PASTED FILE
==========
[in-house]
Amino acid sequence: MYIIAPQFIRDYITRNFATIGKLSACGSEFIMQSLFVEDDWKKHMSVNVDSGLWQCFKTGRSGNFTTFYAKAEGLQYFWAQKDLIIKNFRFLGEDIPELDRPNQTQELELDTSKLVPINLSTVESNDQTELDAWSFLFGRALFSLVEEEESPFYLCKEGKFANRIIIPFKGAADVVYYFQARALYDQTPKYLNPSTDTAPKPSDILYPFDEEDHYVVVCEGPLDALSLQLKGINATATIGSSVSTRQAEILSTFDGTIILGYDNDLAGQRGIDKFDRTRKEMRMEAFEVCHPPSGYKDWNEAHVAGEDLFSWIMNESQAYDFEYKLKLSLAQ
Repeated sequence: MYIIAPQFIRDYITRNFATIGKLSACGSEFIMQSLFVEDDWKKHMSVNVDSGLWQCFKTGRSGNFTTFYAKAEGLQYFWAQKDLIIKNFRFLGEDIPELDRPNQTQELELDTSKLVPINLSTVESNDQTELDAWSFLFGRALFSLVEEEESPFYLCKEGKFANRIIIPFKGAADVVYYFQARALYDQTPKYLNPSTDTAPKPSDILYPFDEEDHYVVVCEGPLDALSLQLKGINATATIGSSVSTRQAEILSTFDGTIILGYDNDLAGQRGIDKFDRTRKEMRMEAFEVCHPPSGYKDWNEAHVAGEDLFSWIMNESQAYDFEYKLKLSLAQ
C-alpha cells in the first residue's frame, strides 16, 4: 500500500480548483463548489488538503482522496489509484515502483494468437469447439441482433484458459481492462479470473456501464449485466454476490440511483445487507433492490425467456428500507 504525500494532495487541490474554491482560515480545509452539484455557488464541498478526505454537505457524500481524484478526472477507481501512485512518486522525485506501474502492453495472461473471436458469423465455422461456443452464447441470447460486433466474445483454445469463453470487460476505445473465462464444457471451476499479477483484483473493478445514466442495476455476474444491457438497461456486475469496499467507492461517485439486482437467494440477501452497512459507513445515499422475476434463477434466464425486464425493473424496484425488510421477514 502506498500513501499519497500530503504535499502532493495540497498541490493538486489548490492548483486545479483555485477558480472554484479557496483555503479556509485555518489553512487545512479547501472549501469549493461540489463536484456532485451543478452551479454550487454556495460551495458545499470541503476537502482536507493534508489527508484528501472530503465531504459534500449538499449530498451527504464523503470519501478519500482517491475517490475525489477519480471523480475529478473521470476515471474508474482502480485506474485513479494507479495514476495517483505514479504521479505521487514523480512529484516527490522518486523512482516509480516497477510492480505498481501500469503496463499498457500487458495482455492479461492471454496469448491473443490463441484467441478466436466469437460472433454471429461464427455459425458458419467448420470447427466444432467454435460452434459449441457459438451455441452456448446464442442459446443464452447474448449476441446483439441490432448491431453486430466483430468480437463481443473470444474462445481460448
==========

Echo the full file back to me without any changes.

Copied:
[in-house]
Amino acid sequence: MYIIAPQFIRDYITRNFATIGKLSACGSEFIMQSLFVEDDWKKHMSVNVDSGLWQCFKTGRSGNFTTFYAKAEGLQYFWAQKDLIIKNFRFLGEDIPELDRPNQTQELELDTSKLVPINLSTVESNDQTELDAWSFLFGRALFSLVEEEESPFYLCKEGKFANRIIIPFKGAADVVYYFQARALYDQTPKYLNPSTDTAPKPSDILYPFDEEDHYVVVCEGPLDALSLQLKGINATATIGSSVSTRQAEILSTFDGTIILGYDNDLAGQRGIDKFDRTRKEMRMEAFEVCHPPSGYKDWNEAHVAGEDLFSWIMNESQAYDFEYKLKLSLAQ
Repeated sequence: MYIIAPQFIRDYITRNFATIGKLSACGSEFIMQSLFVEDDWKKHMSVNVDSGLWQCFKTGRSGNFTTFYAKAEGLQYFWAQKDLIIKNFRFLGEDIPELDRPNQTQELELDTSKLVPINLSTVESNDQTELDAWSFLFGRALFSLVEEEESPFYLCKEGKFANRIIIPFKGAADVVYYFQARALYDQTPKYLNPSTDTAPKPSDILYPFDEEDHYVVVCEGPLDALSLQLKGINATATIGSSVSTRQAEILSTFDGTIILGYDNDLAGQRGIDKFDRTRKEMRMEAFEVCHPPSGYKDWNEAHVAGEDLFSWIMNESQAYDFEYKLKLSLAQ
C-alpha cells in the first residue's frame, strides 16, 4: 500500500480548483463548489488538503482522496489509484515502483494468437469447439441482433484458459481492462479470473456501464449485466454476490440511483445487507433492490425467456428500507 504525500494532495487541490474554491482560515480545509452539484455557488464541498478526505454537505457524500481524484478526472477507481501512485512518486522525485506501474502492453495472461473471436458469423465455422461456443452464447441470447460486433466474445483454445469463453470487460476505445473465462464444457471451476499479477483484483473493478445514466442495476455476474444491457438497461456486475469496499467507492461517485439486482437467494440477501452497512459507513445515499422475476434463477434466464425486464425493473424496484425488510421477514 502506498500513501499519497500530503504535499502532493495540497498541490493538486489548490492548483486545479483555485477558480472554484479557496483555503479556509485555518489553512487545512479547501472549501469549493461540489463536484456532485451543478452551479454550487454556495460551495458545499470541503476537502482536507493534508489527508484528501472530503465531504459534500449538499449530498451527504464523503470519501478519500482517491475517490475525489477519480471523480475529478473521470476515471474508474482502480485506474485513479494507479495514476495517483505514479504521479505521487514523480512529484516527490522518486523512482516509480516497477510492480505498481501500469503496463499498457500487458495482455492479461492471454496469448491473443490463441484467441478466436466469437460472433454471429461464427455459425458458419467448420470447427466444432467454435460452434459449441457459438451455441452456448446464442442459446443464452447474448449476441446483439441490432448491431453486430466483430468480437463481443473470444474462445481460448